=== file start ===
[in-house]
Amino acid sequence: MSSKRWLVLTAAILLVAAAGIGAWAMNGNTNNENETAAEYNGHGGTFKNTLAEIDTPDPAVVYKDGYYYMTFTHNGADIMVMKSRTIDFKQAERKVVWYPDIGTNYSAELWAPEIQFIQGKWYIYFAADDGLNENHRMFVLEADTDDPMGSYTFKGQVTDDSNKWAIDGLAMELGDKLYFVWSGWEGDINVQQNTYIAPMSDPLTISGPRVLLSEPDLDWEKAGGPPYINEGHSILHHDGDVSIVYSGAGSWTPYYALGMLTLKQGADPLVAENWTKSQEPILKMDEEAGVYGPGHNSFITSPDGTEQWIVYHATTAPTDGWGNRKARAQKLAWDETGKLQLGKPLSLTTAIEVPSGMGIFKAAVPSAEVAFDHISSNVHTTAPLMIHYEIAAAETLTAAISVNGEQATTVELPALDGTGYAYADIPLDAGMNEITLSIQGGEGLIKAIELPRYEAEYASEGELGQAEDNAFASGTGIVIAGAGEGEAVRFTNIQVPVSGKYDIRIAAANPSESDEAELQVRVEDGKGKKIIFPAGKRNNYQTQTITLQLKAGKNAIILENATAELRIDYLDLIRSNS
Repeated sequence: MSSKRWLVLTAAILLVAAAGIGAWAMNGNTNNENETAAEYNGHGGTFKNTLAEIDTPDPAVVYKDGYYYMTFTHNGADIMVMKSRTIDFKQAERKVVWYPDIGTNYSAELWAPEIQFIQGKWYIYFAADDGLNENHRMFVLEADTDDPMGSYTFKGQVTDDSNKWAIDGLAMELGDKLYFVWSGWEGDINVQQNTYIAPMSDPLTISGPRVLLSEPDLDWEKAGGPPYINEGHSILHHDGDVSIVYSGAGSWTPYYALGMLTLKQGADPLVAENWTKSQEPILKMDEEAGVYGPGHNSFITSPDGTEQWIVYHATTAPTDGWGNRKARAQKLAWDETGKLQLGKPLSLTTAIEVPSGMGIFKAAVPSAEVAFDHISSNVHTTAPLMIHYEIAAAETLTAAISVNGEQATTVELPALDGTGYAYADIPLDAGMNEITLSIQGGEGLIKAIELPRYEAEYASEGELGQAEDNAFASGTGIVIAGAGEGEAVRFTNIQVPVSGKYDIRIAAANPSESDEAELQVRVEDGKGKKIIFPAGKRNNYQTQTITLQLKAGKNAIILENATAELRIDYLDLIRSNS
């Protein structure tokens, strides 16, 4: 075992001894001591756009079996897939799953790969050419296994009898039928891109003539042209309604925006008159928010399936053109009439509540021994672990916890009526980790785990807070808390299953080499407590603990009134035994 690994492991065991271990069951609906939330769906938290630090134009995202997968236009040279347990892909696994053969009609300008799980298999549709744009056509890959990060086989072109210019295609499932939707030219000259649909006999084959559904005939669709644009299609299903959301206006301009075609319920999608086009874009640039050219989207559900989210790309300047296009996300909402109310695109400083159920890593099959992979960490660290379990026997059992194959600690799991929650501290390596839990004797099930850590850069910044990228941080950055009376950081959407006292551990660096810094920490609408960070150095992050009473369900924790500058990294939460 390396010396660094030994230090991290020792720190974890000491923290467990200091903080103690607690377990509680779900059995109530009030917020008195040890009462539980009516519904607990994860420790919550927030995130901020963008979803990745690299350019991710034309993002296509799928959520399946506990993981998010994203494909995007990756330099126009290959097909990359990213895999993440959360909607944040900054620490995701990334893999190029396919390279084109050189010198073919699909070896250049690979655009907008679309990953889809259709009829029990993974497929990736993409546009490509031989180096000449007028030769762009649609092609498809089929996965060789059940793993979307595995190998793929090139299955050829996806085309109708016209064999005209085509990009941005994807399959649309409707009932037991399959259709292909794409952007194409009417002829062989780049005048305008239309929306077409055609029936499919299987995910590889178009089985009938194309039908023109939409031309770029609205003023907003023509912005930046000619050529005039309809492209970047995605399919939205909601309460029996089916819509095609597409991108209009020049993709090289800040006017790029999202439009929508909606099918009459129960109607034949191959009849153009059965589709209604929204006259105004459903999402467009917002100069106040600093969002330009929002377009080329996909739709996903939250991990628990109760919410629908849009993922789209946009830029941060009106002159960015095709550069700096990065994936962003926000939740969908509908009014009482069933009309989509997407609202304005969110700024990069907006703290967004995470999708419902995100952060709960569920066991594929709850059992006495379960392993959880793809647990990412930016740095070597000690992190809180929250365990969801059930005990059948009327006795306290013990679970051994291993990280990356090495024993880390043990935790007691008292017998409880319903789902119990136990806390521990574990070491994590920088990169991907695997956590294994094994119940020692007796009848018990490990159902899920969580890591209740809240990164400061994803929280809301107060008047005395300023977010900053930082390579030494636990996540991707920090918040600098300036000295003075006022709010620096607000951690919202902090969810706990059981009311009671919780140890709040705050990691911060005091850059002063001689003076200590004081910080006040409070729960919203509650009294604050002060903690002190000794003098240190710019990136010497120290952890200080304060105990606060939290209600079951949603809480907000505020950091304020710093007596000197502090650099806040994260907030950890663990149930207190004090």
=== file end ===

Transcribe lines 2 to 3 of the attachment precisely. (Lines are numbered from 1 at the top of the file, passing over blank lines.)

Amino acid sequence: MSSKRWLVLTAAILLVAAAGIGAWAMNGNTNNENETAAEYNGHGGTFKNTLAEIDTPDPAVVYKDGYYYMTFTHNGADIMVMKSRTIDFKQAERKVVWYPDIGTNYSAELWAPEIQFIQGKWYIYFAADDGLNENHRMFVLEADTDDPMGSYTFKGQVTDDSNKWAIDGLAMELGDKLYFVWSGWEGDINVQQNTYIAPMSDPLTISGPRVLLSEPDLDWEKAGGPPYINEGHSILHHDGDVSIVYSGAGSWTPYYALGMLTLKQGADPLVAENWTKSQEPILKMDEEAGVYGPGHNSFITSPDGTEQWIVYHATTAPTDGWGNRKARAQKLAWDETGKLQLGKPLSLTTAIEVPSGMGIFKAAVPSAEVAFDHISSNVHTTAPLMIHYEIAAAETLTAAISVNGEQATTVELPALDGTGYAYADIPLDAGMNEITLSIQGGEGLIKAIELPRYEAEYASEGELGQAEDNAFASGTGIVIAGAGEGEAVRFTNIQVPVSGKYDIRIAAANPSESDEAELQVRVEDGKGKKIIFPAGKRNNYQTQTITLQLKAGKNAIILENATAELRIDYLDLIRSNS
Repeated sequence: MSSKRWLVLTAAILLVAAAGIGAWAMNGNTNNENETAAEYNGHGGTFKNTLAEIDTPDPAVVYKDGYYYMTFTHNGADIMVMKSRTIDFKQAERKVVWYPDIGTNYSAELWAPEIQFIQGKWYIYFAADDGLNENHRMFVLEADTDDPMGSYTFKGQVTDDSNKWAIDGLAMELGDKLYFVWSGWEGDINVQQNTYIAPMSDPLTISGPRVLLSEPDLDWEKAGGPPYINEGHSILHHDGDVSIVYSGAGSWTPYYALGMLTLKQGADPLVAENWTKSQEPILKMDEEAGVYGPGHNSFITSPDGTEQWIVYHATTAPTDGWGNRKARAQKLAWDETGKLQLGKPLSLTTAIEVPSGMGIFKAAVPSAEVAFDHISSNVHTTAPLMIHYEIAAAETLTAAISVNGEQATTVELPALDGTGYAYADIPLDAGMNEITLSIQGGEGLIKAIELPRYEAEYASEGELGQAEDNAFASGTGIVIAGAGEGEAVRFTNIQVPVSGKYDIRIAAANPSESDEAELQVRVEDGKGKKIIFPAGKRNNYQTQTITLQLKAGKNAIILENATAELRIDYLDLIRSNS